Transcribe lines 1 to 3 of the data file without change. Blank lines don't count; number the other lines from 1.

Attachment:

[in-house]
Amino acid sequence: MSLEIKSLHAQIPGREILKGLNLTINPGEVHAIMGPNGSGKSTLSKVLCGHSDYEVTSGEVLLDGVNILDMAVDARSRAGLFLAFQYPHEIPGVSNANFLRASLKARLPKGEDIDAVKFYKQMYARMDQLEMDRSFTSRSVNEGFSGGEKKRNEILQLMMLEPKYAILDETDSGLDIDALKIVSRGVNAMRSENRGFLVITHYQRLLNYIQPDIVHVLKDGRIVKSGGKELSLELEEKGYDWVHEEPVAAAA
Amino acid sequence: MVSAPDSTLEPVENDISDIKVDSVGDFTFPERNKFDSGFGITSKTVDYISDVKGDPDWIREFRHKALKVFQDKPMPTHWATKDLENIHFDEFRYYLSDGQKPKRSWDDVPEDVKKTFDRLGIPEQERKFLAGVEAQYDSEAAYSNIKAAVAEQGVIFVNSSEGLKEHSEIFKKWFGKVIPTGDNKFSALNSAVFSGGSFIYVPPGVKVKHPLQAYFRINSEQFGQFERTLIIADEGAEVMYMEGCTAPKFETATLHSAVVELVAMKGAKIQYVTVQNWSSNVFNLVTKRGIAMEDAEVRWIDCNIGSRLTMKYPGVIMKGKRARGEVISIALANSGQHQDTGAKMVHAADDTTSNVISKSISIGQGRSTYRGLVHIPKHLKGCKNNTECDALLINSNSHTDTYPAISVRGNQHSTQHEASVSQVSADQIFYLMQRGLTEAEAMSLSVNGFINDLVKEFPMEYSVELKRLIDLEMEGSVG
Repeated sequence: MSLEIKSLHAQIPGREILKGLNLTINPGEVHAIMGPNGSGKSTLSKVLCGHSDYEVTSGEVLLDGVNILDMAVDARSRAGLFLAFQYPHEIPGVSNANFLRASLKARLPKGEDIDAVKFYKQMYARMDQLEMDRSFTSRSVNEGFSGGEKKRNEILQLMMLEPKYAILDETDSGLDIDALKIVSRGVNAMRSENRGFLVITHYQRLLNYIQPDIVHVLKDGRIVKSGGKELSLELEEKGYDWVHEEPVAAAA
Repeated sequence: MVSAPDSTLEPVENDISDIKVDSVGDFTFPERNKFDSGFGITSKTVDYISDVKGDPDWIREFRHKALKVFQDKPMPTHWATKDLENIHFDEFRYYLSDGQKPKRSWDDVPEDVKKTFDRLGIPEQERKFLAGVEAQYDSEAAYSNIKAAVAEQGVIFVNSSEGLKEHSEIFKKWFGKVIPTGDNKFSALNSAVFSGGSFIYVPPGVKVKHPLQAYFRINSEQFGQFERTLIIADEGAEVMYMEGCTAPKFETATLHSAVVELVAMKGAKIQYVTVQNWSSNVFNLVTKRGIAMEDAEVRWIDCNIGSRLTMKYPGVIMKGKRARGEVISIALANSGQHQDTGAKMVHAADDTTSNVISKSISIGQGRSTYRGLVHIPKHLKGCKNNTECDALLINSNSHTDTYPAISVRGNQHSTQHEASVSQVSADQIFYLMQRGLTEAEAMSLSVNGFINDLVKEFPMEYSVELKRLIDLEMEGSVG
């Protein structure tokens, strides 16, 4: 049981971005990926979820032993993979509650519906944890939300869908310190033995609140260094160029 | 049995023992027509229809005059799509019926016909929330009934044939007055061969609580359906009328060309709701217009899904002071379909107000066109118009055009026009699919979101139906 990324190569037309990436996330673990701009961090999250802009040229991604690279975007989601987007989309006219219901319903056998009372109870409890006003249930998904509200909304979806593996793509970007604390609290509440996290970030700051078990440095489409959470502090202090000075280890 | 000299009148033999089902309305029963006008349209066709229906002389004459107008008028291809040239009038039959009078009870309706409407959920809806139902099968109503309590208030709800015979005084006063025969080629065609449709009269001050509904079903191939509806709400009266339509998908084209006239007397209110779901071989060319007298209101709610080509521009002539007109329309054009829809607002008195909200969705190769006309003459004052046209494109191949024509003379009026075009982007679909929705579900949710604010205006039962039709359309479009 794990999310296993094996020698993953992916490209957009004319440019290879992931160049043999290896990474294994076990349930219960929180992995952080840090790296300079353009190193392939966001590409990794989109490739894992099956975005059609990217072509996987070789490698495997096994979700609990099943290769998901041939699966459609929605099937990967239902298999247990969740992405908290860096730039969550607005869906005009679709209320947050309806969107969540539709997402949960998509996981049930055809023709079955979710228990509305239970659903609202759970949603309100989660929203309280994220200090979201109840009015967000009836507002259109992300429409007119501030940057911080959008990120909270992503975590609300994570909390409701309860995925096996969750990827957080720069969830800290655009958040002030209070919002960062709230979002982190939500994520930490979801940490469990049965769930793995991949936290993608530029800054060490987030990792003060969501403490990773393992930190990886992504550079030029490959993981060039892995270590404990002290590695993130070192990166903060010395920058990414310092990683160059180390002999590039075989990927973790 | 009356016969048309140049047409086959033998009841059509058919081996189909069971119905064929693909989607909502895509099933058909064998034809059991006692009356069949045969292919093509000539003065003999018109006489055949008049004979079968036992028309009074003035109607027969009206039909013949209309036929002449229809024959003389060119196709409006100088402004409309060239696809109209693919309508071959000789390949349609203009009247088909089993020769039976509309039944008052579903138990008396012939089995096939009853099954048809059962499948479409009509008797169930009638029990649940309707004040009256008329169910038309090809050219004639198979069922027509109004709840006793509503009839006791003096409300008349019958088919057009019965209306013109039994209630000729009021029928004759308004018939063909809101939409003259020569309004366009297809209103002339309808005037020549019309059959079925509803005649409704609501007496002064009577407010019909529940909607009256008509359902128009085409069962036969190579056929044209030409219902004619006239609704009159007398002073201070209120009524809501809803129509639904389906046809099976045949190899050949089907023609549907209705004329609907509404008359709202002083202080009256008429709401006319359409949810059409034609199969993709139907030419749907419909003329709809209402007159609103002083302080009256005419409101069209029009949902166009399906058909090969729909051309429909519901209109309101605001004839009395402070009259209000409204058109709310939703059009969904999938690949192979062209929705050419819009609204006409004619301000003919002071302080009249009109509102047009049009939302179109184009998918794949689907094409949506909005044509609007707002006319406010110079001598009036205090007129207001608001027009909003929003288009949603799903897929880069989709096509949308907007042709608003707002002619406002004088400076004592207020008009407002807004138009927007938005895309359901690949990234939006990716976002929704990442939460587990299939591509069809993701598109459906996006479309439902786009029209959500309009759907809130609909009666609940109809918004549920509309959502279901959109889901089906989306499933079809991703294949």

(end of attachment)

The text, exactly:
[in-house]
Amino acid sequence: MSLEIKSLHAQIPGREILKGLNLTINPGEVHAIMGPNGSGKSTLSKVLCGHSDYEVTSGEVLLDGVNILDMAVDARSRAGLFLAFQYPHEIPGVSNANFLRASLKARLPKGEDIDAVKFYKQMYARMDQLEMDRSFTSRSVNEGFSGGEKKRNEILQLMMLEPKYAILDETDSGLDIDALKIVSRGVNAMRSENRGFLVITHYQRLLNYIQPDIVHVLKDGRIVKSGGKELSLELEEKGYDWVHEEPVAAAA
Amino acid sequence: MVSAPDSTLEPVENDISDIKVDSVGDFTFPERNKFDSGFGITSKTVDYISDVKGDPDWIREFRHKALKVFQDKPMPTHWATKDLENIHFDEFRYYLSDGQKPKRSWDDVPEDVKKTFDRLGIPEQERKFLAGVEAQYDSEAAYSNIKAAVAEQGVIFVNSSEGLKEHSEIFKKWFGKVIPTGDNKFSALNSAVFSGGSFIYVPPGVKVKHPLQAYFRINSEQFGQFERTLIIADEGAEVMYMEGCTAPKFETATLHSAVVELVAMKGAKIQYVTVQNWSSNVFNLVTKRGIAMEDAEVRWIDCNIGSRLTMKYPGVIMKGKRARGEVISIALANSGQHQDTGAKMVHAADDTTSNVISKSISIGQGRSTYRGLVHIPKHLKGCKNNTECDALLINSNSHTDTYPAISVRGNQHSTQHEASVSQVSADQIFYLMQRGLTEAEAMSLSVNGFINDLVKEFPMEYSVELKRLIDLEMEGSVG